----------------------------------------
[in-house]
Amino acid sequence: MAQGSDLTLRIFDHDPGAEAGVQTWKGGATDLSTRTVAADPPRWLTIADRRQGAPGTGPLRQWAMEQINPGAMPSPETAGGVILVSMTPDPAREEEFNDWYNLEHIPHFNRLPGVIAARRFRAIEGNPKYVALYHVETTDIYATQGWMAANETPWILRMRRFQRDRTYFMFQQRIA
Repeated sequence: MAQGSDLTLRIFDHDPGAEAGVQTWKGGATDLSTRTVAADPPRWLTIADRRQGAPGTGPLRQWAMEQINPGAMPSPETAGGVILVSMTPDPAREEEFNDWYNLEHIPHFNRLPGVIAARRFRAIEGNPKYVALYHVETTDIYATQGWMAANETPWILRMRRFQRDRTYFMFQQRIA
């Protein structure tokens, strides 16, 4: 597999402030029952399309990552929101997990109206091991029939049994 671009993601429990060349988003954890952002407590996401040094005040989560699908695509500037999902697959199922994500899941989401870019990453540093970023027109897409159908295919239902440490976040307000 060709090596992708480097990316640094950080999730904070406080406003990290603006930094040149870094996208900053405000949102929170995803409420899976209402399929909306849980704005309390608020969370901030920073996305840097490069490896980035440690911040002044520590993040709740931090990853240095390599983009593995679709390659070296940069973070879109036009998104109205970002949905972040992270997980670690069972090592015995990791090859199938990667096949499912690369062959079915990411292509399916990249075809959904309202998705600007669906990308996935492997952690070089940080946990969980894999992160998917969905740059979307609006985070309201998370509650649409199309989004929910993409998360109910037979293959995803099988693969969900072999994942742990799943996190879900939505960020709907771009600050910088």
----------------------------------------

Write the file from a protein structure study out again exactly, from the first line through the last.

[in-house]
Amino acid sequence: MAQGSDLTLRIFDHDPGAEAGVQTWKGGATDLSTRTVAADPPRWLTIADRRQGAPGTGPLRQWAMEQINPGAMPSPETAGGVILVSMTPDPAREEEFNDWYNLEHIPHFNRLPGVIAARRFRAIEGNPKYVALYHVETTDIYATQGWMAANETPWILRMRRFQRDRTYFMFQQRIA
Repeated sequence: MAQGSDLTLRIFDHDPGAEAGVQTWKGGATDLSTRTVAADPPRWLTIADRRQGAPGTGPLRQWAMEQINPGAMPSPETAGGVILVSMTPDPAREEEFNDWYNLEHIPHFNRLPGVIAARRFRAIEGNPKYVALYHVETTDIYATQGWMAANETPWILRMRRFQRDRTYFMFQQRIA
């Protein structure tokens, strides 16, 4: 597999402030029952399309990552929101997990109206091991029939049994 671009993601429990060349988003954890952002407590996401040094005040989560699908695509500037999902697959199922994500899941989401870019990453540093970023027109897409159908295919239902440490976040307000 060709090596992708480097990316640094950080999730904070406080406003990290603006930094040149870094996208900053405000949102929170995803409420899976209402399929909306849980704005309390608020969370901030920073996305840097490069490896980035440690911040002044520590993040709740931090990853240095390599983009593995679709390659070296940069973070879109036009998104109205970002949905972040992270997980670690069972090592015995990791090859199938990667096949499912690369062959079915990411292509399916990249075809959904309202998705600007669906990308996935492997952690070089940080946990969980894999992160998917969905740059979307609006985070309201998370509650649409199309989004929910993409998360109910037979293959995803099988693969969900072999994942742990799943996190879900939505960020709907771009600050910088």